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Government Aims for 40,000 Self-Build Homes Per Year

In a bid to help ease the UK housing crisis, in the summer of 2021 the Johnson Government commissioned a report by Richard Bacon, MP for South Norfolk, aimed at increasing custom and self-build homes (CBS) in the UK from around the current 13,000 to 40,000. The 114-page report makes six key recommendations to help free up the “missing market” and increase self- and custom-built home construction to supplement the UK housing stock.

Mr. Bacon noted in the report that “We need to build more and better new homes. Custom and self-build homes can help achieve this, by putting customers and their choices back at the heart of the process”.

“When customers come first, we will see more homes built – that are better designed, better built, greener and which cost less to run – and which are warmly welcomed by their communities. This review sets out a route map for how we can achieve this much needed change.”

Although the UK government has set a target for building 30,000 to 40,000 self builds per year, if the UK managed to achieve the same numbers as in the Netherlands, the UK could in fact deliver up to 60,000 custom homes a year, noted Mr. Bacon. Still, 40,000 self-commissioned homes represent a significant contribution to the UK’s meeting its annual build targets to tackle the housing shortage, something that is contributing to sharp house price and rental increases.

Bacon’s report comes in the wake of the government’s previous announcement of an equity loan scheme designed to promote the self-commissioned home market for those who struggle to raise the requisite deposits. The Help to Build scheme fits into the government’s wider Planning for the Future White Paper.

The Report’s principal 6 recommendations

1: Greater role for Homes England. The Government should create a new Custom and Self-Build Housing Delivery Unit within Homes England to enable the creation of serviced building plots on small and large sites and support the delivery of custom and self-build housing at scale across the country.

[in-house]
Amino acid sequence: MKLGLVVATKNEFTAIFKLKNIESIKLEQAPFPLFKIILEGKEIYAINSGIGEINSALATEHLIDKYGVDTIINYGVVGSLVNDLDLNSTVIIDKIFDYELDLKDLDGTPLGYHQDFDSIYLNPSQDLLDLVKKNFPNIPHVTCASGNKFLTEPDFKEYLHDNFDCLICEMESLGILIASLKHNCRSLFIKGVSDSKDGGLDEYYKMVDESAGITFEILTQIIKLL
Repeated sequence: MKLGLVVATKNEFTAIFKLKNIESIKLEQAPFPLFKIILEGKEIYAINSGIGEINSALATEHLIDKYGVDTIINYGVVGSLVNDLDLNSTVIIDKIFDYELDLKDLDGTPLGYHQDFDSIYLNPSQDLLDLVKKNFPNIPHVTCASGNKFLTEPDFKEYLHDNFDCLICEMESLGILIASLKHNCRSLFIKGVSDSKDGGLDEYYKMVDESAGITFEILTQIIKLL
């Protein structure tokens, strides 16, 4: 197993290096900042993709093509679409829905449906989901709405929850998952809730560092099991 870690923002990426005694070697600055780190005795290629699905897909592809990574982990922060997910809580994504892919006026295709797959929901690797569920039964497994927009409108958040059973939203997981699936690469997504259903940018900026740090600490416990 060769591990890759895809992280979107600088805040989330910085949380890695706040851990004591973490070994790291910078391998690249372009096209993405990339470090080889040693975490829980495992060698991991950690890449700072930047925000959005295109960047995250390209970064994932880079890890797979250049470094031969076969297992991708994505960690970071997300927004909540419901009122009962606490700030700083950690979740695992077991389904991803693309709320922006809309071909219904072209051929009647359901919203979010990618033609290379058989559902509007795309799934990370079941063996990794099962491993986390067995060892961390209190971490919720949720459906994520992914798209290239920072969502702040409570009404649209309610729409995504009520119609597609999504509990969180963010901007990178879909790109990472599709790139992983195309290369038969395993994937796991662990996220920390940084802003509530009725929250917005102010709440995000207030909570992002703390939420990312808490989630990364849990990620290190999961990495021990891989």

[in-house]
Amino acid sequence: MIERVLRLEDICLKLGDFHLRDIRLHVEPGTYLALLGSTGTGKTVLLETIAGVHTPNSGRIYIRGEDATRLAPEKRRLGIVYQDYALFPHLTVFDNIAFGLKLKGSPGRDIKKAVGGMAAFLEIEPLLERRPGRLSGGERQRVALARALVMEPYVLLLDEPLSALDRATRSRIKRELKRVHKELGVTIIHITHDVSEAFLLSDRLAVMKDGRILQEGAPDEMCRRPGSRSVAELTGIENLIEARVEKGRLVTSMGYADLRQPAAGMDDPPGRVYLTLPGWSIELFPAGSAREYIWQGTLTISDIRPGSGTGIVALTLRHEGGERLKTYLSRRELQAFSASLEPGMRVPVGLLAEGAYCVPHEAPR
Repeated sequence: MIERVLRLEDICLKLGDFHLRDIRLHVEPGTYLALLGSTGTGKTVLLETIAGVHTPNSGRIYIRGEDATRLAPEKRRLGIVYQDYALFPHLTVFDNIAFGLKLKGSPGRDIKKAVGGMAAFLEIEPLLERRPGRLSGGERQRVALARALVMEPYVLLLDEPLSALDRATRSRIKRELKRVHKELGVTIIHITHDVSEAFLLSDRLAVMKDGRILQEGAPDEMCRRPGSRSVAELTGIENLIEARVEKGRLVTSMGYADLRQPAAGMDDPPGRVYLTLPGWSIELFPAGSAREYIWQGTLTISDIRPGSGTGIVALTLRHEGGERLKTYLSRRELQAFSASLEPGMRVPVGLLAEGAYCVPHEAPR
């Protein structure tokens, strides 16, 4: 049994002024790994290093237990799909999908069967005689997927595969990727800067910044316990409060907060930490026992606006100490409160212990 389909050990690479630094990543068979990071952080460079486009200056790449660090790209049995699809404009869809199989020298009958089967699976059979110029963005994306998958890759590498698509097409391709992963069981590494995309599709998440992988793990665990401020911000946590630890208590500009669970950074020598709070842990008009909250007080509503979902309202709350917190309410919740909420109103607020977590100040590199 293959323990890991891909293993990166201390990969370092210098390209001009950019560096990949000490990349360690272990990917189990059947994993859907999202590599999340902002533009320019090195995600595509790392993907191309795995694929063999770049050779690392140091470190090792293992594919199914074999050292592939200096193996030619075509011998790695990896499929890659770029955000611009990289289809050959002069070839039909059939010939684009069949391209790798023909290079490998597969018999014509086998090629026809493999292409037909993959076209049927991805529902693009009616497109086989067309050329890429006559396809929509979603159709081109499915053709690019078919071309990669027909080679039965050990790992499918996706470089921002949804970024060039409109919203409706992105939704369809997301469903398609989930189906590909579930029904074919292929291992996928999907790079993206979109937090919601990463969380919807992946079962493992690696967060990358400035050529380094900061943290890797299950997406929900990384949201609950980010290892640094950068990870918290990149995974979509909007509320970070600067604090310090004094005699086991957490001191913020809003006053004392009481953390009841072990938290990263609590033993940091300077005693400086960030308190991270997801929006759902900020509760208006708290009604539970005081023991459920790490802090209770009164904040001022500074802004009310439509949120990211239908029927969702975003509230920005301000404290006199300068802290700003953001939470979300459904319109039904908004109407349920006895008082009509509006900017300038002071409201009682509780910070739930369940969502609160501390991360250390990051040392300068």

2: Raise Awareness of the Right to Build. The Government, working through Homes England in partnership with the custom and self-build industry, should create a custom and self-build housing Show Park and should strengthen existing legislation to mandate the wider publicity of Self-build homes and Custom Housebuilding Registers and the sharing of key data between willing landowners and people on registers.

3: Support Community-Led Housing, Diversity of Supply and Levelling Up. The Government should reignite the successful Community Housing Fund; create accessible opportunities for communities to help themselves by introducing a Self-Help Housing Programme; and introduce a Plot to Rent Scheme.

4: Promote Greener homes and more use of advanced manufacturing. The Government should recognise and support the pathfinding role of the custom and self-build housing sector in advanced manufacturing and in greener homes to accelerate the delivery of its wider Modern Methods of Construction and Net Zero Housing ambitions.

5: Support Custom and Self-build housebuilding through the Planning Reforms. The Government should ensure that the planning reforms in its White Paper Planning for the future maximise the opportunities for access to permissioned land for CSB across all tenures, including making focussed changes to the Right to Build legislation to ensure that it achieves its objectives.

6: Iron out any tax creases. The Government should investigate the perceived disadvantages in the tax system between the CSB delivery model and other forms of housing, identifying specific actions where necessary to neutralise them.